November 18, 2009 | Category: Uncategorized

Bad Tutorials

As someone working in technology, I’m faced with a fairly moving landscape. The number of new technologies and ideas that pass through my domain of interest make is so that the skills that I had yesterday might not be useful today, and are probably going to start looking silly tomorrow.

A necessary outcome of that is that technologists rely a great deal on different forms of training material, from full-on seminars to simple tutorials and APIs. It strikes me that a great amount of this material, perhaps the majority, is terrible; lacking the ability to convey meaningful lessons to the reader.

Ignoring the material which is underdeveloped or simply inaccurate, my experience tells me that the next worse kind of material is that which runs through a series of steps: do x, do y, do z, you’re done. While this is certainly better than no material at all, it doesn’t help build any understanding, and that’s the key to any successful tutorial. If you build understanding, you’re doing a much better job.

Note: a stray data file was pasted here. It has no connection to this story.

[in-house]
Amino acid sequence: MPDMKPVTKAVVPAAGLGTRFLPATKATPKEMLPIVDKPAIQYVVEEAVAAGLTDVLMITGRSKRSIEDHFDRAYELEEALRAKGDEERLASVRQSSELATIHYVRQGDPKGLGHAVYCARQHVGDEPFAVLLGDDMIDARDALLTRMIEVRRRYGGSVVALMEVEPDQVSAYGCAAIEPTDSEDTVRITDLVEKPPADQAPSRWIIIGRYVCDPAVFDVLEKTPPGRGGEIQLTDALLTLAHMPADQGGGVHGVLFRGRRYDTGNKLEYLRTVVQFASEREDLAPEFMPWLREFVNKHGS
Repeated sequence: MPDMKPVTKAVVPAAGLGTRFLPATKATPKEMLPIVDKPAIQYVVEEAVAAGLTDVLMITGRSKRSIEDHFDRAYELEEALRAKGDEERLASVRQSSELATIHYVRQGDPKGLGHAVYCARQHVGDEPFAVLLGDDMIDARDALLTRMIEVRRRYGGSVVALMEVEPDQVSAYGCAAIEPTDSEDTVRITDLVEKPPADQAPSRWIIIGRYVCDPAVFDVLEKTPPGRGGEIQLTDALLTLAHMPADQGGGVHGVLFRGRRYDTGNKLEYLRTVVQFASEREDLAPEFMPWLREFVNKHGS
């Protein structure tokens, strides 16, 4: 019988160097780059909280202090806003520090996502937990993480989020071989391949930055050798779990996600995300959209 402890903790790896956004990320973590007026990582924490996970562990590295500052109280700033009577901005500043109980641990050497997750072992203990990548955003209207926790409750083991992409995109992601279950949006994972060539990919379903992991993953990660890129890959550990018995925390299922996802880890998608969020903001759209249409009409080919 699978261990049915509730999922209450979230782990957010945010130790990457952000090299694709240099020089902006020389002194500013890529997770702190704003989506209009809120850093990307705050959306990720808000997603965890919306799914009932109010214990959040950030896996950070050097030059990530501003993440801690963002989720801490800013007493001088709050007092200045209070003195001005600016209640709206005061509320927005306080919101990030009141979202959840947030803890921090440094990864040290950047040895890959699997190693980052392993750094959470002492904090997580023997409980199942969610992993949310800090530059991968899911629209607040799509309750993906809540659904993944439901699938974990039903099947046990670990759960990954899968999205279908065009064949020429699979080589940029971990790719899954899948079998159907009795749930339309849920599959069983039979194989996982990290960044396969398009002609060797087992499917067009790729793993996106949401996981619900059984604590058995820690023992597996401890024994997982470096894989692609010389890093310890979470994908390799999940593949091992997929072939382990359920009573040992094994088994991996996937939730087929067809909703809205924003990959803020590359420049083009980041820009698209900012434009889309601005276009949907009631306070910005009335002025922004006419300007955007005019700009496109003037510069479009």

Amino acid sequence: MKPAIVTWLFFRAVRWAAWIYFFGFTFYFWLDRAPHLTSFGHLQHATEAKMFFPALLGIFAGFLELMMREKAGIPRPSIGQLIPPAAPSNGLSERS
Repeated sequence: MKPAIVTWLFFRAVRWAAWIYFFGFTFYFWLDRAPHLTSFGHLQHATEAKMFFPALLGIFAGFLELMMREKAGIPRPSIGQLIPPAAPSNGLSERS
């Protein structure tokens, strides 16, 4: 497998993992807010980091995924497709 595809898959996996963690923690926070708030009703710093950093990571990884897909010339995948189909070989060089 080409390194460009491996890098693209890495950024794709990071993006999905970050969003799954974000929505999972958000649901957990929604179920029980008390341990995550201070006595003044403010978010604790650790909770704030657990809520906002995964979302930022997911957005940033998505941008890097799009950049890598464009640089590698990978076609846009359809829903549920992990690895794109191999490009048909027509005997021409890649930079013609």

Rather than simply run through steps, take the time and patience to indicate the goals. What will each step achieve, how exactly does it achieve that goal, and what other outcomes are there in slightly different circumstances? Each step should be there to help build understanding of your domain (by which I mean the fundamental components and ideas underpinning your subject matter), and in doing so ensures that the reader will be able to reason about your domain for themselves much earlier.

An extraordinarily good example of this is something like the Spring Framework manual. Each section introduces concepts with worked examples, alternatives, and consequences. The outcome is that given a small amount of time working with Spring you can fairly well reason about a new class that you’ve never encountered.

Always build on the domain understanding, always underline core concepts and always teach underlying principles, rather than simply stating steps.